As usual people look, but no one says anything. Hippies are tolerated here, even the naked one. Momma treads on her silent bare feet unobtrusively, somehow looking modest and deferential, always nodding with eye contact, smiling, careful not to walk in a way that draws attention to her breasts, her pubic hair, her butt. Today she is in town with Manfred to get a few things at Ray’s and check the mail. They rent a post office box because there is a lot of confusion about the street address. The key is tied to her hair. She used to tie the money pouch to her hair too, but it’s easier to use if it’s down in front. Supported by a string around her neck, it hangs between her breasts, bouncing along with them.
Ray likes to hug people in general, so his embrace of Momma as she leaves with the new vegetable strainer is taken in stride, though she humors him with a jokey gesture of lifting her leg back and wiggling her upturned toes. After a short conversation out on the sidewalk with Mr. and Mrs. DiMartino, who are still enthusing about her performance before the Board of Appeals, they go into the post office where they go in back and say a brief hi to Sofa, who works there.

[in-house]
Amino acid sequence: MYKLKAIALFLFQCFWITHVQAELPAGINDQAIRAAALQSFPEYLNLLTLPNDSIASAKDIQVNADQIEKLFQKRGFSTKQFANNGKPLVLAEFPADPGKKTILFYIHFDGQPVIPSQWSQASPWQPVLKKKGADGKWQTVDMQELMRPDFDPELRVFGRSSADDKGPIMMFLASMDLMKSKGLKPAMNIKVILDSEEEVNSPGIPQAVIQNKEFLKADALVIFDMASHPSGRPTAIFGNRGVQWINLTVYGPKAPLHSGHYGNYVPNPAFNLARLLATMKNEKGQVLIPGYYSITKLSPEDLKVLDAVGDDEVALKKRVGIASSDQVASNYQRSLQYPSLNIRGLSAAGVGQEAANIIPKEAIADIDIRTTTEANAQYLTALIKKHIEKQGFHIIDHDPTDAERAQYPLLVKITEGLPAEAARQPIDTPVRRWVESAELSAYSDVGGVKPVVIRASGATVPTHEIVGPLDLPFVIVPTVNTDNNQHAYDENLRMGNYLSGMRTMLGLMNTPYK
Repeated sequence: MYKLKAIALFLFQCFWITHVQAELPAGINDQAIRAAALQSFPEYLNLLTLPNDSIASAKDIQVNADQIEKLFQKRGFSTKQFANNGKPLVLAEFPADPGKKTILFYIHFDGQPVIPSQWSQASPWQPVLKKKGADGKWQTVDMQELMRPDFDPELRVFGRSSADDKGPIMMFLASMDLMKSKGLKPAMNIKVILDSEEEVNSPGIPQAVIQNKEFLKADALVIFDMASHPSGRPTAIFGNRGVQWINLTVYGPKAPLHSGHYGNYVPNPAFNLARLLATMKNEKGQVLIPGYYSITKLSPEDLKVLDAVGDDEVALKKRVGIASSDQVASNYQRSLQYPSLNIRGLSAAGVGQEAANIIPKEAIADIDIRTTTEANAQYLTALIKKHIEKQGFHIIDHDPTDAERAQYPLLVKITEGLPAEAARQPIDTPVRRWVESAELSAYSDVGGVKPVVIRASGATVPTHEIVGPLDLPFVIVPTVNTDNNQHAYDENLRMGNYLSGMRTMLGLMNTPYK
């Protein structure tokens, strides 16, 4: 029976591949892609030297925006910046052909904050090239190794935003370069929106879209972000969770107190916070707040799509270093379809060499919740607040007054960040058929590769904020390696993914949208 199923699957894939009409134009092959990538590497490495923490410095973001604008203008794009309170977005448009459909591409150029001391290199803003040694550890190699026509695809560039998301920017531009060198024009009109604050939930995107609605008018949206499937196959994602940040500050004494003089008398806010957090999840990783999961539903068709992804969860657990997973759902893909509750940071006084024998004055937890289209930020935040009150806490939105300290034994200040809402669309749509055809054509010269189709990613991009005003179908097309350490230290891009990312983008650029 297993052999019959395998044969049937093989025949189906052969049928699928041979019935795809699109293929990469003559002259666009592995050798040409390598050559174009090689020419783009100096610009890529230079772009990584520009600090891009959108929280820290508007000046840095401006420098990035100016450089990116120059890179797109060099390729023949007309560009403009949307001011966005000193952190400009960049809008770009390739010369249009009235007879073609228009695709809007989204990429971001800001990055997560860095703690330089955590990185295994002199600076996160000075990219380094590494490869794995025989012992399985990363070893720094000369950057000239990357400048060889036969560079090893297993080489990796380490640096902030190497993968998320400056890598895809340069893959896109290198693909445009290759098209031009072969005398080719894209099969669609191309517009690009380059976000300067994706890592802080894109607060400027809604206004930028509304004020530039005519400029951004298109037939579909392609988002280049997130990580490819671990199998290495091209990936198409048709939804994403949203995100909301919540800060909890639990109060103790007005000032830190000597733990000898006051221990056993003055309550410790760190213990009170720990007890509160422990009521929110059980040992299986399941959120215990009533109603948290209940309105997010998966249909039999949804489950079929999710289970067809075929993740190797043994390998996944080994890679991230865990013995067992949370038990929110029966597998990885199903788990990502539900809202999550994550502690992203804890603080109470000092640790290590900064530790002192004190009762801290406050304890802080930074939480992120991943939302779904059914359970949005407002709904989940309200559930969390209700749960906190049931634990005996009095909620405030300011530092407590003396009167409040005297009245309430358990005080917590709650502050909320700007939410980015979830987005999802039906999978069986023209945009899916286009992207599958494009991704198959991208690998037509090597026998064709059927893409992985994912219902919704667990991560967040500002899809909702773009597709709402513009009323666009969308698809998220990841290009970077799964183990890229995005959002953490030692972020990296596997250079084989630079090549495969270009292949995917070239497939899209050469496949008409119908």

In to the vestibule with the post office boxes, under those scary “Ten Most Wanted” photos. It’s usually Momma and Manfred who check the mail, sometimes Frodo. Sarajane went there exactly once, and found out she bears an unfortunate resemblance to one of the “Most Wanted”, Katherine Ann Power, the girl with the glasses. Stone Tree Farm’s box is in the bottom row and Momma has to bend way over with her hair to use the key, with not a shred of awareness that her buttocks are separating and she is displaying her anus to public view.
This week it’s the usual four or five envelopes, all personal stuff. Mail is their method of long distance communication, what with the sack of coins needed if they try to call by pay phone. They’re smiling, thinking of their last trip here. “Hallelujah!!” Momma had screamed, abandoning her usual in-town diffidence. It was from Montreal, a letter from Soul Man (and return addressed as such)! He had made it! Free! She jumped up and down, breasts bouncing, money pouch hitting her chin. Everyone over at the stamp counter heard the joyous slapping of bare feet on the cold tile. Back at the house Umma set up a “peace prayer circle” that night in celebration and they all sent their “energy” to him, 400 miles away. Prayers, of course, easily jump over borders.
Today is different though.